Materia Medica Malaysiana

May 5, 2007

Health Ministry Assures Public Fruits, Vegetables Safe

Filed under: Uncategorized — malaysianmedicine @ 9:56 am

KUALA LUMPUR, May 4 (Bernama) — The Health Ministry today assured the public that fruits and vegetables sold in the Malaysian market are safe.
The Ministry’s Food Safety and Quality Division Director Dr Abdul Rahim Mohamad said the monitoring programme for pesticides in fruits and vegetables in Malaysia, locally produced or imported, did not reflect an alarming situation on their safety.
“However, the ministry will continue to monitor the level of pesticides in fruits and vegetables to ensure supply of safe food to consumers in Malaysia,” he said in a statement.
He was commenting on news reports yesterday that tainted vegetables from illegal farms run by foreign workers using toxic doses of pesticides on their produce had reached an “alarming situation” in the Malaysian market and posed a risk to the health of consumers.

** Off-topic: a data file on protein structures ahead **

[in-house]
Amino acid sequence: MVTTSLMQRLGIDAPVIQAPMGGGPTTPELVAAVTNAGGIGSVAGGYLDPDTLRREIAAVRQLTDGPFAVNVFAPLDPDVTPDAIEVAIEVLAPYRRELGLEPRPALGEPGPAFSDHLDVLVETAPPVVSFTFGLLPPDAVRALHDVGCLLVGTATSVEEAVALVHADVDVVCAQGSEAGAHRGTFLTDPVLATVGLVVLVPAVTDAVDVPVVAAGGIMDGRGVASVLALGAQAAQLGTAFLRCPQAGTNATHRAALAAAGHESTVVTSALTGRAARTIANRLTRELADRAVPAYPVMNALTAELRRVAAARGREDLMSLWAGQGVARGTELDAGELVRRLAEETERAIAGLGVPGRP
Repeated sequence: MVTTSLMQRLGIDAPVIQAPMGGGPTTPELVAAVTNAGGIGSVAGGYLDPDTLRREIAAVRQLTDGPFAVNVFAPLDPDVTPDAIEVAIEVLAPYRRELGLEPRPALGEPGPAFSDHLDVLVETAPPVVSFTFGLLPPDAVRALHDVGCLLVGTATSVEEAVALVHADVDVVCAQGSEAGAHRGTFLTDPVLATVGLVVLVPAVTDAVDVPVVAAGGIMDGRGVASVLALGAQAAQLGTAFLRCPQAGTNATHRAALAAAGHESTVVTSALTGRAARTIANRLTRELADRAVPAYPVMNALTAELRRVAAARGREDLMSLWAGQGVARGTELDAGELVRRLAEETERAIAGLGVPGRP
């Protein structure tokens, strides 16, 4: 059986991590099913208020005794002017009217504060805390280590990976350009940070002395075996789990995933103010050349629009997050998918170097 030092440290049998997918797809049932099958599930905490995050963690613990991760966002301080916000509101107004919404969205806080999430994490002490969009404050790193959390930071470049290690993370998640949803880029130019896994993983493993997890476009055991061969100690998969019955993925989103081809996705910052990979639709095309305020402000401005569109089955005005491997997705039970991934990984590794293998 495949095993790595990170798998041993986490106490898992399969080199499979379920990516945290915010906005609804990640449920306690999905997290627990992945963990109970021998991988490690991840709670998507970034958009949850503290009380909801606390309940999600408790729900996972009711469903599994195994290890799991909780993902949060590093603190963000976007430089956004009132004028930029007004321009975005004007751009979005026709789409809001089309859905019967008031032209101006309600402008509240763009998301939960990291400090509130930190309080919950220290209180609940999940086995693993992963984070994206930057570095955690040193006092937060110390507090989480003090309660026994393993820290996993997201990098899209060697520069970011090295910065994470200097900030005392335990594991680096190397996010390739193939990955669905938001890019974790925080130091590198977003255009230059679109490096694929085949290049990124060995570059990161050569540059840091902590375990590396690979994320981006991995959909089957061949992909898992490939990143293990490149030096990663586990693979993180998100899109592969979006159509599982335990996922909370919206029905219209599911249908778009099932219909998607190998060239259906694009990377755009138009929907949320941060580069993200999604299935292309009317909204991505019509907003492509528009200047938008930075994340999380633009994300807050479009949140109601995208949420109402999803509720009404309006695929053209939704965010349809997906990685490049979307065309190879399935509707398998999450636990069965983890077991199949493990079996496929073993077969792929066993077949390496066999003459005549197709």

Abdul Rahim said that to ensure supply of safe food to consumers, his department, under the Food Act 1983, will continue to take samples at markets and retails premises for analysis.
He said any contravention detected will trigger the procedure of tracing the suppliers of the vegetables or fruits until the farm level.
On this matter, he said, sellers and suppliers are advised to keep the invoices or receipts of their purchases for the purpose of detection, and failure to do so would make them liable to court action.
Abdul Rahim said the allegation of unsafe vegetables in the market using “cocktails” of pesticides has long been suspected.
He said the regular programme of vegetables monitoring was implemented in 1997 following an incident where Malaysian vegetables were rejected by Singapore in the same year.
Following the incident, 3,735 samples of vegetables and fruits were tested in 1998 and 202 samples or 5.4 per cent were found to contravene the Food Regulations 1985. He said that since then, the contravention rate has declined.
“Over the last four years, our monitoring showed that the contravention rate is below two per cent and it is below the national average for all types of food sold in the country,” he said.

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